A man said to Moses, "Teach me the language of animals!"
"You'll regret it," Moses warned him, but the man insisted.
So Moses taught him.
The man then understood what the animals said.
"Cock-a-doodle-doo! Horse will die today!" shouted the rooster.
So the man sold his horse.
The next morning: "Cock-a-doodle-doo! Slave will die today."
So the man sold his slave.
The next morning, the man was shocked to hear: "Cock-a-doodle-doo! Master will die today."
The man ran to Moses for help. "Save me from this doom!"
"Go sell yourself if you can," said Moses. "There's nothing I can do."
Inspired by: The English prose version of Rumi in Tales from the Masnavi by A. J. Arberry.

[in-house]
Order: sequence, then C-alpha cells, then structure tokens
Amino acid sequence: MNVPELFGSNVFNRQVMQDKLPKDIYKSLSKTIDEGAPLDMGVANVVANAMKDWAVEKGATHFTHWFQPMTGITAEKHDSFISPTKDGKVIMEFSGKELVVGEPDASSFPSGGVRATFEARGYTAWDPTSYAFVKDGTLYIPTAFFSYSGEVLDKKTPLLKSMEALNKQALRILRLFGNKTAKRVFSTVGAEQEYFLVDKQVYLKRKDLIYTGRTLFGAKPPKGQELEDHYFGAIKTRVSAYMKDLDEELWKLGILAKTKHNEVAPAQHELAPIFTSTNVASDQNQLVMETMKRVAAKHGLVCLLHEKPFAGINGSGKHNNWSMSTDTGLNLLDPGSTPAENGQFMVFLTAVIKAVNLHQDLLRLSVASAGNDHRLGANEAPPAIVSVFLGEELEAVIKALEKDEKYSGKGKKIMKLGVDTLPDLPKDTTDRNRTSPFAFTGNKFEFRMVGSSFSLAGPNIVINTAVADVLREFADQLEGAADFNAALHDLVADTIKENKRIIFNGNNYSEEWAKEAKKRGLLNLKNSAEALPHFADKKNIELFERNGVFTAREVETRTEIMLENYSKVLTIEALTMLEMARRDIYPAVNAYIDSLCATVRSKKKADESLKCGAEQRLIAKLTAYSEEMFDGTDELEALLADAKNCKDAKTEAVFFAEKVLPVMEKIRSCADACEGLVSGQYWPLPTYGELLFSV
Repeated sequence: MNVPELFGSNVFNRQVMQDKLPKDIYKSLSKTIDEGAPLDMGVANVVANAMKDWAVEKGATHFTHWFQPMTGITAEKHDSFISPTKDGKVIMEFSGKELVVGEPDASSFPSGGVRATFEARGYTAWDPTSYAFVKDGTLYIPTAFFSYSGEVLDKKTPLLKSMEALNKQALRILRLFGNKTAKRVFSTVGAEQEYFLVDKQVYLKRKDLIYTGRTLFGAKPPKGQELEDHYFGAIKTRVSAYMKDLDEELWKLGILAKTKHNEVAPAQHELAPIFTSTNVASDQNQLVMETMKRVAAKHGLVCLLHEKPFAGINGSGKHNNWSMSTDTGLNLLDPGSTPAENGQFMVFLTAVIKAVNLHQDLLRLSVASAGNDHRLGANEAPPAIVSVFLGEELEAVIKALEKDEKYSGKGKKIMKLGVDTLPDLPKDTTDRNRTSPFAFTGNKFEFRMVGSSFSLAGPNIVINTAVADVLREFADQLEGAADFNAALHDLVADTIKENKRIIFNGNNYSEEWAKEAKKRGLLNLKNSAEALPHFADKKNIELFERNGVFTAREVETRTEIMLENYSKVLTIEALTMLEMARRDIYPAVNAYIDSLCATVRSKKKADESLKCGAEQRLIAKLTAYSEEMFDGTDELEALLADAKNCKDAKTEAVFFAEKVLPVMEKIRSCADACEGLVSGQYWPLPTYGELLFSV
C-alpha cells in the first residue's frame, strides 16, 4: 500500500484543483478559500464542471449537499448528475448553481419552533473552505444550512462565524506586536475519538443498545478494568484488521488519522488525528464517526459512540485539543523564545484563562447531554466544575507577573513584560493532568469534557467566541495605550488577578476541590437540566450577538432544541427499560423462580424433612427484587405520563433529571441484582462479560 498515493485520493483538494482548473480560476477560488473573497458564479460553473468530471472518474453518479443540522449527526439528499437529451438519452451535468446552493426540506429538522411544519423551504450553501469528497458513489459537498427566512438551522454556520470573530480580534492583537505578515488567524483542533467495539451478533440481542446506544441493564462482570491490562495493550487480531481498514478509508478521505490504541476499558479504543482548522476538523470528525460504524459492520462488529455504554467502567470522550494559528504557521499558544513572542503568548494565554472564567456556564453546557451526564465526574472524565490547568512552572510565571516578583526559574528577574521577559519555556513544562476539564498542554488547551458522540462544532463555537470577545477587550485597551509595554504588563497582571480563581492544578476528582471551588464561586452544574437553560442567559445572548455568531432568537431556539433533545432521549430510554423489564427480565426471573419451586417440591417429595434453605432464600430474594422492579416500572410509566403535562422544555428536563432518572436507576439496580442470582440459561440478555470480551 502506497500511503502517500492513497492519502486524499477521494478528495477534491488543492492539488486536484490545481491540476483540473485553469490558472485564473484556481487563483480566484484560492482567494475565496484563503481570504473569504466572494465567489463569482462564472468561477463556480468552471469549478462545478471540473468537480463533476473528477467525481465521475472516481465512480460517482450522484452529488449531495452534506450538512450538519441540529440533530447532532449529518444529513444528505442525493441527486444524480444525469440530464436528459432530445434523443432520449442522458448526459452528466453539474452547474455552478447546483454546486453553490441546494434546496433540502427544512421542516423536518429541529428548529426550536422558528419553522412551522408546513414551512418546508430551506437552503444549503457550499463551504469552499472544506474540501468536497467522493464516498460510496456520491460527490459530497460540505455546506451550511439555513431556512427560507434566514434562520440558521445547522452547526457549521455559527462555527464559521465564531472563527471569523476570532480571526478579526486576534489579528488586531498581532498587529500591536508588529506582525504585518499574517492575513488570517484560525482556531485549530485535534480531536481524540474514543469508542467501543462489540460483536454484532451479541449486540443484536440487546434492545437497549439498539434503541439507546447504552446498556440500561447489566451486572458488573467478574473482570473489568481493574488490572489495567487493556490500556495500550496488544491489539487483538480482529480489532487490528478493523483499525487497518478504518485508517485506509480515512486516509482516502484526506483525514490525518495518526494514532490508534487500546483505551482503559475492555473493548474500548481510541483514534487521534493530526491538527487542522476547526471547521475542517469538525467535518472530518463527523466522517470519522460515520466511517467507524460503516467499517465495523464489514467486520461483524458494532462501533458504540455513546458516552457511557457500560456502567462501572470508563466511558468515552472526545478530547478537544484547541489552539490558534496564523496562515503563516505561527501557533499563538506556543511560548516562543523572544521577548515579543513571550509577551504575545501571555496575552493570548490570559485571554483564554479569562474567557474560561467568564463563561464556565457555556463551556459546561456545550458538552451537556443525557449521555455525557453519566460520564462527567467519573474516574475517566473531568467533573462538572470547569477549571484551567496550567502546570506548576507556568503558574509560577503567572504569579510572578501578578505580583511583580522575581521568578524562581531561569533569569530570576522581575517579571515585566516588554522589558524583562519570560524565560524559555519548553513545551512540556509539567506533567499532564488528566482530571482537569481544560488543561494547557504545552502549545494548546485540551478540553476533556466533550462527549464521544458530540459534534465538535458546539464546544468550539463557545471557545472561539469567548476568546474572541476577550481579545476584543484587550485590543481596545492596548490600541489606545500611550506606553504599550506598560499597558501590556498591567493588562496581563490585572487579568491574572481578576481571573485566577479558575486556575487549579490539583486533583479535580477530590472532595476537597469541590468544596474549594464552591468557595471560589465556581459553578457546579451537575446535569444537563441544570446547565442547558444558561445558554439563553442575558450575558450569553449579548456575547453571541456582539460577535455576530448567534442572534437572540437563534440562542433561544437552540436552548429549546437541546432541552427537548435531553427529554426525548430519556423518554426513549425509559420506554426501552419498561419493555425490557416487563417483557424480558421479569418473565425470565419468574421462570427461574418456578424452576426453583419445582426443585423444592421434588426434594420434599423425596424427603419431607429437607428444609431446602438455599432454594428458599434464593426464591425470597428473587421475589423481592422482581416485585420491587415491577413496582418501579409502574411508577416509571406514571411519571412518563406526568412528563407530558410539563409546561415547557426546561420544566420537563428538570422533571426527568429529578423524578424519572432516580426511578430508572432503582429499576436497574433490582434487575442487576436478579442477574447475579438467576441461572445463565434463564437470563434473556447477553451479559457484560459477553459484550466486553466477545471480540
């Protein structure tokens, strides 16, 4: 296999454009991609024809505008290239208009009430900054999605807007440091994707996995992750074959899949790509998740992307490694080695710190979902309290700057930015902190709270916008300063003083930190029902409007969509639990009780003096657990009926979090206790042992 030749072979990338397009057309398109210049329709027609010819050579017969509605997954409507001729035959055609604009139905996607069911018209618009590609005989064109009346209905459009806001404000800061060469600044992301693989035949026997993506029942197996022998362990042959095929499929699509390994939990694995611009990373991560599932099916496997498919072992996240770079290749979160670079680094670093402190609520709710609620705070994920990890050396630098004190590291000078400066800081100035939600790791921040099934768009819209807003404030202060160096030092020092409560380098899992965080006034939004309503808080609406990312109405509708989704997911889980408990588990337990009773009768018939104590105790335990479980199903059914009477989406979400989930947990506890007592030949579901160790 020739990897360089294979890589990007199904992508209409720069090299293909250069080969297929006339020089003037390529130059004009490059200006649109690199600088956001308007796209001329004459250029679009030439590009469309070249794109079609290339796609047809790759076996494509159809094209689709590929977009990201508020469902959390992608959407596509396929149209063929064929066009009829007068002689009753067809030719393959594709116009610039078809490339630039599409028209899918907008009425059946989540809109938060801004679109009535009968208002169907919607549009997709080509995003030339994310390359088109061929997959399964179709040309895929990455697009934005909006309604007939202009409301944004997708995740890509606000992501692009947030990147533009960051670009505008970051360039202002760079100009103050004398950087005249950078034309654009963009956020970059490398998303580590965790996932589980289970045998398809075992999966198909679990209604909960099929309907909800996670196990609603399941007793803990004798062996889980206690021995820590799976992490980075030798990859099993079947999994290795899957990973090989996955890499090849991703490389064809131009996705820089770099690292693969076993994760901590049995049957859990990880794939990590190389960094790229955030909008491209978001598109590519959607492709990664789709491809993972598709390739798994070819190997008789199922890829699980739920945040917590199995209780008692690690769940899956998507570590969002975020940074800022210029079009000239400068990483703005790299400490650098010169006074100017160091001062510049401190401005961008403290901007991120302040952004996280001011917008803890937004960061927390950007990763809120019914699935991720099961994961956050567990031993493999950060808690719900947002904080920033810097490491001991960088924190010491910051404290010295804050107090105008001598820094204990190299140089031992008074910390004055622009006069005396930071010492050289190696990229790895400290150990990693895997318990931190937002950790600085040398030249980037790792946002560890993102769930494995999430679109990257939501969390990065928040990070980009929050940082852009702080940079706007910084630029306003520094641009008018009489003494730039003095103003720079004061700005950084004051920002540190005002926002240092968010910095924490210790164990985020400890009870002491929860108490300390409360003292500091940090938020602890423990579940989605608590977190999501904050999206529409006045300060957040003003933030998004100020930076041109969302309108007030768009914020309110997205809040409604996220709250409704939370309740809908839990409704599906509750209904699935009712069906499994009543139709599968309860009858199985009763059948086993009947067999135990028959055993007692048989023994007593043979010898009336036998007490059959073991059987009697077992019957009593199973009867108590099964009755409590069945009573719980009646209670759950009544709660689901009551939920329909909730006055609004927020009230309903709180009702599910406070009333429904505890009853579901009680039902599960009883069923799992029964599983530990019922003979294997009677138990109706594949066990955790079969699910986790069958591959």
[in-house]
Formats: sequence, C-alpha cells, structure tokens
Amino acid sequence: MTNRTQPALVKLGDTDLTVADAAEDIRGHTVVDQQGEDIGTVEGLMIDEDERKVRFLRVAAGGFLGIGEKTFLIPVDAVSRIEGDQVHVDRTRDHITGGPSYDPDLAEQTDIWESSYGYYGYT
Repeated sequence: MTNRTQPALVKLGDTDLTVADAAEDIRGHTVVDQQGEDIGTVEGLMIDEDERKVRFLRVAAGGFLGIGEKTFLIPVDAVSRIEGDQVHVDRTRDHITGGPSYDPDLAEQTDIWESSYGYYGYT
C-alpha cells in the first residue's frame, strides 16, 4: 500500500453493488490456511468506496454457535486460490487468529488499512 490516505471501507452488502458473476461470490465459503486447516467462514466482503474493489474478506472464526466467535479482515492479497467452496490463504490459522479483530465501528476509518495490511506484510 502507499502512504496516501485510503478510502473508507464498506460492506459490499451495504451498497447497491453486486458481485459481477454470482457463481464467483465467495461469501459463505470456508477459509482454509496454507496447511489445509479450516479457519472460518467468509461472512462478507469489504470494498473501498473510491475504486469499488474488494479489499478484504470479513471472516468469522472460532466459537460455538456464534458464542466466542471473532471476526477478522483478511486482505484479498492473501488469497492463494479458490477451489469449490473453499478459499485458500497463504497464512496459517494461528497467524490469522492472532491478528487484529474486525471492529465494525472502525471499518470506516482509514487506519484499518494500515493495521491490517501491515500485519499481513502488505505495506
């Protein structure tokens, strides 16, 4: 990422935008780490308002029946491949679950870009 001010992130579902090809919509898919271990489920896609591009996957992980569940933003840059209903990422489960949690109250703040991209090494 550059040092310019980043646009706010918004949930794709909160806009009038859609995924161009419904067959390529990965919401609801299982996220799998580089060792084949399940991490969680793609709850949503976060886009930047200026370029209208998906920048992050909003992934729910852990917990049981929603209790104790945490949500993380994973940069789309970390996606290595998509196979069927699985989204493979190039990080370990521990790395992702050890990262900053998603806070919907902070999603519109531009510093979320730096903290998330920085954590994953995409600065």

Notes: This is story 89 in the book. In the original story, the rooster's words are in a dialogue with the dog: the two animals are arguing about food, so each time the rooster makes the prediction it is in the context of the dog getting something good to eat, and the dog gets angrier and angrier. I had to leave out one of the predictions; in Rumi's story, it goes horse-mule-slave-master.